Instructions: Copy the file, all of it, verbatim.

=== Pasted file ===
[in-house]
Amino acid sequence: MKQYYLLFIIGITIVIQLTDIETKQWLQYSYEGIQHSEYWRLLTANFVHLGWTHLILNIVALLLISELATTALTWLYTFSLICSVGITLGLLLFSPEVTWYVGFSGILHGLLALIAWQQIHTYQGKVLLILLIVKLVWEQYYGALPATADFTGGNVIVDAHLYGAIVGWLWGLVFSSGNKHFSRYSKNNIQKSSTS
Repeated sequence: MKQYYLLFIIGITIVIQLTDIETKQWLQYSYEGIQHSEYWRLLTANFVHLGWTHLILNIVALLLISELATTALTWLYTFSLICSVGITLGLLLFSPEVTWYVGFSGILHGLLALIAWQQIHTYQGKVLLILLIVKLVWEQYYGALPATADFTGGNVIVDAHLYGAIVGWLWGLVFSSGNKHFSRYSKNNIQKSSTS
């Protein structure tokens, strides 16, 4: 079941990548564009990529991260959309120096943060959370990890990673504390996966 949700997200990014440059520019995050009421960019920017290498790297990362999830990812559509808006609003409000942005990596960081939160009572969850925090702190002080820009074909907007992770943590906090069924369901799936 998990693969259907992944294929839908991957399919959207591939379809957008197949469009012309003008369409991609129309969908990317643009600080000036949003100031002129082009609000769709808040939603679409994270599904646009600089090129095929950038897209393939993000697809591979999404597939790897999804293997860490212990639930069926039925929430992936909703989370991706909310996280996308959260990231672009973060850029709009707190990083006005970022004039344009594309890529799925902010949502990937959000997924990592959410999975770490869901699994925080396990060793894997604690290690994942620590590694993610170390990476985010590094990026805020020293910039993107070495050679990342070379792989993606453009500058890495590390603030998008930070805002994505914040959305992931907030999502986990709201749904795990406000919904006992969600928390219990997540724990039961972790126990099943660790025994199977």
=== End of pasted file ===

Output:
[in-house]
Amino acid sequence: MKQYYLLFIIGITIVIQLTDIETKQWLQYSYEGIQHSEYWRLLTANFVHLGWTHLILNIVALLLISELATTALTWLYTFSLICSVGITLGLLLFSPEVTWYVGFSGILHGLLALIAWQQIHTYQGKVLLILLIVKLVWEQYYGALPATADFTGGNVIVDAHLYGAIVGWLWGLVFSSGNKHFSRYSKNNIQKSSTS
Repeated sequence: MKQYYLLFIIGITIVIQLTDIETKQWLQYSYEGIQHSEYWRLLTANFVHLGWTHLILNIVALLLISELATTALTWLYTFSLICSVGITLGLLLFSPEVTWYVGFSGILHGLLALIAWQQIHTYQGKVLLILLIVKLVWEQYYGALPATADFTGGNVIVDAHLYGAIVGWLWGLVFSSGNKHFSRYSKNNIQKSSTS
């Protein structure tokens, strides 16, 4: 079941990548564009990529991260959309120096943060959370990890990673504390996966 949700997200990014440059520019995050009421960019920017290498790297990362999830990812559509808006609003409000942005990596960081939160009572969850925090702190002080820009074909907007992770943590906090069924369901799936 998990693969259907992944294929839908991957399919959207591939379809957008197949469009012309003008369409991609129309969908990317643009600080000036949003100031002129082009609000769709808040939603679409994270599904646009600089090129095929950038897209393939993000697809591979999404597939790897999804293997860490212990639930069926039925929430992936909703989370991706909310996280996308959260990231672009973060850029709009707190990083006005970022004039344009594309890529799925902010949502990937959000997924990592959410999975770490869901699994925080396990060793894997604690290690994942620590590694993610170390990476985010590094990026805020020293910039993107070495050679990342070379792989993606453009500058890495590390603030998008930070805002994505914040959305992931907030999502986990709201749904795990406000919904006992969600928390219990997540724990039961972790126990099943660790025994199977």